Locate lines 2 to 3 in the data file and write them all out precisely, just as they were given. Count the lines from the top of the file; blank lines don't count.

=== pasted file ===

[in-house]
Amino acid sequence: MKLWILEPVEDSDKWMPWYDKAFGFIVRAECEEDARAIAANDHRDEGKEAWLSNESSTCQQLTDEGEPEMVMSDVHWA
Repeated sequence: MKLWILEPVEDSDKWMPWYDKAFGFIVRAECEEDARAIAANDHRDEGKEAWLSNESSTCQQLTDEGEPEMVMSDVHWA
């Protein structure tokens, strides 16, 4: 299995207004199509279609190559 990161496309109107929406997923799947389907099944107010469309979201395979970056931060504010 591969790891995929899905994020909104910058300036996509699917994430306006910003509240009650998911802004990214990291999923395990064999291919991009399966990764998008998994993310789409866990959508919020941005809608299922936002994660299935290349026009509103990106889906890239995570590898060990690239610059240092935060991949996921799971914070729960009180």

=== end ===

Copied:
Amino acid sequence: MKLWILEPVEDSDKWMPWYDKAFGFIVRAECEEDARAIAANDHRDEGKEAWLSNESSTCQQLTDEGEPEMVMSDVHWA
Repeated sequence: MKLWILEPVEDSDKWMPWYDKAFGFIVRAECEEDARAIAANDHRDEGKEAWLSNESSTCQQLTDEGEPEMVMSDVHWA